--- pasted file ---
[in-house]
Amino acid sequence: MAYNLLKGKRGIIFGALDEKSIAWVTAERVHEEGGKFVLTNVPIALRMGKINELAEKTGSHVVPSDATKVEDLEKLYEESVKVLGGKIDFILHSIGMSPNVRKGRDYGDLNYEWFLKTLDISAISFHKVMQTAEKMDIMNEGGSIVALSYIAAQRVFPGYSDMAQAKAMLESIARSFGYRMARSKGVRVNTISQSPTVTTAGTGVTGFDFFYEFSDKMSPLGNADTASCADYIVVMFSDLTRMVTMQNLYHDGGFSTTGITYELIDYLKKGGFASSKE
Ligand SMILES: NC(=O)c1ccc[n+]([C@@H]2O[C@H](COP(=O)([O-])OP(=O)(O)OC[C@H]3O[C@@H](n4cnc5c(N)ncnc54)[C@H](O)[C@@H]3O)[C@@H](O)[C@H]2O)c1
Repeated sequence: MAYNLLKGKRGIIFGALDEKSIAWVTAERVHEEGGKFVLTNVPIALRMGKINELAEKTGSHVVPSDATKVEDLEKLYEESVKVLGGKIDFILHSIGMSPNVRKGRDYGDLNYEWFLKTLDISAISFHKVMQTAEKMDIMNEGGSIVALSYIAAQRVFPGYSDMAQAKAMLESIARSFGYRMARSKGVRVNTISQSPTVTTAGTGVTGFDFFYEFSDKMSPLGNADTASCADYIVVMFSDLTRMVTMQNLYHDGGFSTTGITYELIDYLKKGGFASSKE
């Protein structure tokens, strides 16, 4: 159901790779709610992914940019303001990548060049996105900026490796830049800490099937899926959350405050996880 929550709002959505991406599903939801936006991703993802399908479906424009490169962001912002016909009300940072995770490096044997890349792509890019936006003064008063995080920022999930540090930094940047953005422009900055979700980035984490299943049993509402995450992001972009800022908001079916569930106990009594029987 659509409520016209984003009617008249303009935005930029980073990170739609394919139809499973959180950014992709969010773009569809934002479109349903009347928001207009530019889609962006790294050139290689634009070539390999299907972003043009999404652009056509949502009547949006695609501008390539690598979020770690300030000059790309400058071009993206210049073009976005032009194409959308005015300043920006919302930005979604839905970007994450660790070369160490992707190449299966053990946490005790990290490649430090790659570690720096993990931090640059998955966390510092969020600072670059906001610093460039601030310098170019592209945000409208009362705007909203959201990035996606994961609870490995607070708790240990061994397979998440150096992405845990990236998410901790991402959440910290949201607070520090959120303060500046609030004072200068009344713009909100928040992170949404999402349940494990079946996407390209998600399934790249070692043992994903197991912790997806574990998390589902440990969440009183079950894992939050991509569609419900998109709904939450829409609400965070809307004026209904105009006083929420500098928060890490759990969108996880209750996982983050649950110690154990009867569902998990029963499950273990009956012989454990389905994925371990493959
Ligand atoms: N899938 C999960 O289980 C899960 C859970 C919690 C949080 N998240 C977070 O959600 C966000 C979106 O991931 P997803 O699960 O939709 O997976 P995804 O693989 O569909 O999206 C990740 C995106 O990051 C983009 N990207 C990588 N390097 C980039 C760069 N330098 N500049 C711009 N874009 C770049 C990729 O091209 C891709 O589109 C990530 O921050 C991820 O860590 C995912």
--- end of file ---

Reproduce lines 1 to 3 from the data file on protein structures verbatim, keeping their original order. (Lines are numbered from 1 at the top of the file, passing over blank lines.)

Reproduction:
[in-house]
Amino acid sequence: MAYNLLKGKRGIIFGALDEKSIAWVTAERVHEEGGKFVLTNVPIALRMGKINELAEKTGSHVVPSDATKVEDLEKLYEESVKVLGGKIDFILHSIGMSPNVRKGRDYGDLNYEWFLKTLDISAISFHKVMQTAEKMDIMNEGGSIVALSYIAAQRVFPGYSDMAQAKAMLESIARSFGYRMARSKGVRVNTISQSPTVTTAGTGVTGFDFFYEFSDKMSPLGNADTASCADYIVVMFSDLTRMVTMQNLYHDGGFSTTGITYELIDYLKKGGFASSKE
Ligand SMILES: NC(=O)c1ccc[n+]([C@@H]2O[C@H](COP(=O)([O-])OP(=O)(O)OC[C@H]3O[C@@H](n4cnc5c(N)ncnc54)[C@H](O)[C@@H]3O)[C@@H](O)[C@H]2O)c1